A Chambers-rated government contracts practitioner, Jay Carey focuses his practice on bid protests, and regularly represents government contractors before the U.S. Government Accountability Office and the Court of Federal Claims. He has prosecuted and defended more than 80 protests, including some of the most high-profile protests in recent years, for clients in the aerospace and defense, biotechnology, healthcare, information technology, and telecommunications sectors. Mr. Carey also counsels clients on compliance matters and all aspects of federal, state, and local government procurement and grant law. He counsels clients extensively on organizational conflicts of interest (OCIs) and on strategies for protecting and preserving intellectual property rights (in patents, data, and software).
Through the first 5 months of FY 2016, GAO is sustaining protests at a 22% clip — a far higher rate than in recent years. GAO’s sustain rate considers only those protests that go to a decision on the merits, and reflects the percentage of those protests where GAO finds in favor of the protester. … Continue Reading
The Department of Defense (DoD) is considering a proposed rule that would prevent defense contractors from promising future Independent Research & Development (IR&D) investments as a way to gain a competitive price advantage in DoD procurements. Although DoD’s rulemaking is in its early stages, defense contractors with substantial IR&D programs should monitor these developments closely, … Continue Reading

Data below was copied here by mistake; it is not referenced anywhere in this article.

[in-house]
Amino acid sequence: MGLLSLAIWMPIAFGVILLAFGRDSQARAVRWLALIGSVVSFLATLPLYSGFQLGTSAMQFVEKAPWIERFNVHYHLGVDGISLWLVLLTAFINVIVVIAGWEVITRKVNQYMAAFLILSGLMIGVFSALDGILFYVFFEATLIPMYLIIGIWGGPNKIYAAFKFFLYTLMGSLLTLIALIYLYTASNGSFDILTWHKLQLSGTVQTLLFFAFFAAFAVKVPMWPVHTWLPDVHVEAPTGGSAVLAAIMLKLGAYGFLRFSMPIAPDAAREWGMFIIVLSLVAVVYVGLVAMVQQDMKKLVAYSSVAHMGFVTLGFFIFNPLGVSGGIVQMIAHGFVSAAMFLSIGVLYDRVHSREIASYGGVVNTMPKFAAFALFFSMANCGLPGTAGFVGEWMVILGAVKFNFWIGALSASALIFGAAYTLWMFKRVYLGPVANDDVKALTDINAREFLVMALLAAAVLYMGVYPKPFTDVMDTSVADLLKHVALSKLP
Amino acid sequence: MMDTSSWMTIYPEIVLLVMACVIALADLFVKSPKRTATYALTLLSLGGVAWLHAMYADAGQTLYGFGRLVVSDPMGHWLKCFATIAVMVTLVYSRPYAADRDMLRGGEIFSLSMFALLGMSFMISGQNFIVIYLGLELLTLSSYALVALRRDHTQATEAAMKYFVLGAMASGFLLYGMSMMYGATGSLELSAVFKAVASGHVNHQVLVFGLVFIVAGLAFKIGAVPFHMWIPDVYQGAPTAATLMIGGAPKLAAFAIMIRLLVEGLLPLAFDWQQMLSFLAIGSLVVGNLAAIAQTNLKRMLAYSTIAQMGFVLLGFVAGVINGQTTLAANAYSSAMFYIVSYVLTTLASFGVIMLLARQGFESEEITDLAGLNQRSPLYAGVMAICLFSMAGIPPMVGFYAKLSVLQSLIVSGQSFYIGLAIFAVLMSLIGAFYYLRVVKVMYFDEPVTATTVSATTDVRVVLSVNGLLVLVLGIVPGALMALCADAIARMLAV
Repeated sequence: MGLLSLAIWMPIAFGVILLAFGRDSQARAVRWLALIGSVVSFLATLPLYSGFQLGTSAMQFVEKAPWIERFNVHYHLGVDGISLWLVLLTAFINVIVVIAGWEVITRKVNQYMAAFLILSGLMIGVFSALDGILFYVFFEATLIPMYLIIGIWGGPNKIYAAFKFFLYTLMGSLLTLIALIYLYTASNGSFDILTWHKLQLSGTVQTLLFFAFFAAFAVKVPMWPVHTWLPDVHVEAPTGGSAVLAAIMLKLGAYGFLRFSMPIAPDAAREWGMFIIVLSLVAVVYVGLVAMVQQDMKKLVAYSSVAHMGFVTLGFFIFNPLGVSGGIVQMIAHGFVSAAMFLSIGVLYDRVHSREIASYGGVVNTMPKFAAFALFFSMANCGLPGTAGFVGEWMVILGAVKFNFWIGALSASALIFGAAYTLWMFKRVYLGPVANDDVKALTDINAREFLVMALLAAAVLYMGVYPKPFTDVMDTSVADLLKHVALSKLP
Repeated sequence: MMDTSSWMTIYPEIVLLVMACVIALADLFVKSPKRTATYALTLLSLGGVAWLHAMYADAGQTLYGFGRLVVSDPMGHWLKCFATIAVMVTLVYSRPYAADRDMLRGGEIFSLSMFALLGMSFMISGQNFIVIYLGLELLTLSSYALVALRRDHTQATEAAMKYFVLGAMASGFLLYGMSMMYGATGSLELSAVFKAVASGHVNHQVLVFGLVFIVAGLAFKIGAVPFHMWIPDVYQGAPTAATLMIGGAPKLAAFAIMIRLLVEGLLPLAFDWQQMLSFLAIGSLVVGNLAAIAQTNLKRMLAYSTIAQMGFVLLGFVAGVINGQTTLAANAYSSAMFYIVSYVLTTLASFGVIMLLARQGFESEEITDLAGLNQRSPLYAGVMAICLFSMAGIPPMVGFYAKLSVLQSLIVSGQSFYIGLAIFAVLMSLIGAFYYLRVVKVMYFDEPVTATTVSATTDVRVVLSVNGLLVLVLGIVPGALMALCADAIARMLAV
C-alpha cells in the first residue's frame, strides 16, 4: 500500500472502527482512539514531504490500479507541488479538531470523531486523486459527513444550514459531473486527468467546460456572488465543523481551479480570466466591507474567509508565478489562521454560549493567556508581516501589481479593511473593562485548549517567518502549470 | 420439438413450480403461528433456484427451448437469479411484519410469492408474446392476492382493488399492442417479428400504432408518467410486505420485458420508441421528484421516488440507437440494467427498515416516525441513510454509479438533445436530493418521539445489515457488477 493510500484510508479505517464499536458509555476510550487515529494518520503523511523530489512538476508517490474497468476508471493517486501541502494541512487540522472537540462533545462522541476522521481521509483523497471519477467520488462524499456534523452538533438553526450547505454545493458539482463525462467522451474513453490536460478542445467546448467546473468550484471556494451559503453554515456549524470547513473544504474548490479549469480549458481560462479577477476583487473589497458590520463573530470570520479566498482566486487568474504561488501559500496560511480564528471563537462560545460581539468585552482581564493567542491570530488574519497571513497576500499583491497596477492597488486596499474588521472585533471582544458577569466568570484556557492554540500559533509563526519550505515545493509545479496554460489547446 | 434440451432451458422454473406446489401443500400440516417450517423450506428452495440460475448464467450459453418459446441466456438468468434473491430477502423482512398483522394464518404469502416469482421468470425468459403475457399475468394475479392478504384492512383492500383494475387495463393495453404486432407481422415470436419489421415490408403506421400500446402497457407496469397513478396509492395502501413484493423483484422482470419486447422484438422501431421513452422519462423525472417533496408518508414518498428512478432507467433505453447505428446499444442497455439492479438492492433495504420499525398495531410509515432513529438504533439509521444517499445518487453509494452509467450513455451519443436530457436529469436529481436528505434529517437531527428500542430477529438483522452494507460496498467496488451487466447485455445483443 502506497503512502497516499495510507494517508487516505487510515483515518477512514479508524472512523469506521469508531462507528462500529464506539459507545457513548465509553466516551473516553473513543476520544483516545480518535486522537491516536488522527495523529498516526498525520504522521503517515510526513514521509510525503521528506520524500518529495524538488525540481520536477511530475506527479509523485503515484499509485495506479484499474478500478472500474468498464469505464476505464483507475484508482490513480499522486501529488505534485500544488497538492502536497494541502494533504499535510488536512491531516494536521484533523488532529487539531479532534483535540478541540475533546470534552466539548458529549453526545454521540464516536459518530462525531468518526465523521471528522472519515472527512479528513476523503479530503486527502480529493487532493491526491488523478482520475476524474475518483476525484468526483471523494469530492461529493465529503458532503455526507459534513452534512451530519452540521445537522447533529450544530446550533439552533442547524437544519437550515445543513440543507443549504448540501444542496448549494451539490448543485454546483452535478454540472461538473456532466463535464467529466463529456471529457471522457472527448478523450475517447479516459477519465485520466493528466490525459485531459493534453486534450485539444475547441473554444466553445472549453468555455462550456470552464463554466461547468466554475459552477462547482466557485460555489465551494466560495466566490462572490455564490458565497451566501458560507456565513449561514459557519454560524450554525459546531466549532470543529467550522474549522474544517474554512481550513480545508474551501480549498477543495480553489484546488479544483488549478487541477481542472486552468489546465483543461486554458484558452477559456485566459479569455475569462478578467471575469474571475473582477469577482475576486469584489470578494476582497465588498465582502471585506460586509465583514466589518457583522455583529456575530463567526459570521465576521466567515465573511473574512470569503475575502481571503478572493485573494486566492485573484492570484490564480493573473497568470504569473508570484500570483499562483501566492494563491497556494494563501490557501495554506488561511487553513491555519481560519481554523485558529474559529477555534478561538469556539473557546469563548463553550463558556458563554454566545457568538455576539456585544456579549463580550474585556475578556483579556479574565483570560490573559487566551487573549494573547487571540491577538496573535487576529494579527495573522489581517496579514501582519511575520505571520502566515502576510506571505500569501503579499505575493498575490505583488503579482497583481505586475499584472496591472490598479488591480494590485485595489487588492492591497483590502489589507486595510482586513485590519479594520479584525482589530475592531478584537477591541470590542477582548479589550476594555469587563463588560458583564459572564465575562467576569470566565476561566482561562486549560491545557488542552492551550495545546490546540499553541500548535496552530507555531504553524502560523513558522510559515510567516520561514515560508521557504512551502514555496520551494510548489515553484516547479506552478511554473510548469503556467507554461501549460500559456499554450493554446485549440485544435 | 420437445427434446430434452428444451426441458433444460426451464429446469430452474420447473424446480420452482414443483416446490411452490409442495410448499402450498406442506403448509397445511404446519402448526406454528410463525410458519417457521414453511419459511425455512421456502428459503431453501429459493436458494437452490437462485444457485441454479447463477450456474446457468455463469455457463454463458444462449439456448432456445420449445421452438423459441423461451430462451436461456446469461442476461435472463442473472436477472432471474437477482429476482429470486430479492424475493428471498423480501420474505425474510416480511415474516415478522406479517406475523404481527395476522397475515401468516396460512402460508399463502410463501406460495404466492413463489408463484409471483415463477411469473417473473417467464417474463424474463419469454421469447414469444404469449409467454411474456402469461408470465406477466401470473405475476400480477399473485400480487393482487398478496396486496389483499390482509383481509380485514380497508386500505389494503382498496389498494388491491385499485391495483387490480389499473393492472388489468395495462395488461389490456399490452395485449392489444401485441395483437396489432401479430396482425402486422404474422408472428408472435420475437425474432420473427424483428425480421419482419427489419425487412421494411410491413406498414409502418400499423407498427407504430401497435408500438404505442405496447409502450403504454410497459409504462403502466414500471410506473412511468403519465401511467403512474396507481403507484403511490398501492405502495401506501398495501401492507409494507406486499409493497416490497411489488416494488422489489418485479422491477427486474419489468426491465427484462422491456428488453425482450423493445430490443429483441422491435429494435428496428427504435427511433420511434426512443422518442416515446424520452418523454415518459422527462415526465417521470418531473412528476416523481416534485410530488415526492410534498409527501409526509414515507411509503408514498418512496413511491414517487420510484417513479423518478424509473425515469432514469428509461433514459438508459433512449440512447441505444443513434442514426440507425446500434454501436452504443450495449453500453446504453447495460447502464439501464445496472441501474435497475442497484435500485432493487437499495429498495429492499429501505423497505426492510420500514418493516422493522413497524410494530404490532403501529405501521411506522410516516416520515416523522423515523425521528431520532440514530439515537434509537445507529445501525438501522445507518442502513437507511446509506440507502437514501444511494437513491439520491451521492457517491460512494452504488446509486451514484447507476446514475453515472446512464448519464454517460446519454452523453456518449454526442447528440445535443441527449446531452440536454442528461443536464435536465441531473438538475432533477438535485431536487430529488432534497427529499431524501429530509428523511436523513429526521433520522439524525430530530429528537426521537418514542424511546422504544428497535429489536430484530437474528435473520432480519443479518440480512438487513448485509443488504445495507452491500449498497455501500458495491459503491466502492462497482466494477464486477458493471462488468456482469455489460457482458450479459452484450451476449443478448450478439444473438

On February 11, 2016, the Government Accountability Office publicly released its recommendation sustaining the protest by ASM Research of a task order award by the Department of Veterans Affairs (VA) to Booz Allen Hamilton. GAO determined that the VA failed to adequately consider a potential organizational conflict of interest (OCI) of the awardee based on … Continue Reading
As acquisition timelines become increasingly protracted, contractors face the thorny question of if, when and how to advise a procuring agency of changes affecting an already submitted proposal. In a series of decisions, the Government Accountability Office has held that contractors must inform the procuring agency of any “material change” to a proposal that occurs … Continue Reading
Company communications with government authorities about potential criminal activity or wrongdoing by the company’s employees may expose that company to liability for defamation; that is, unless those communications are considered privileged. In the majority of states, communications with police or prosecutors are afforded “qualified” or “conditional” privilege, and generally may be the basis of a … Continue Reading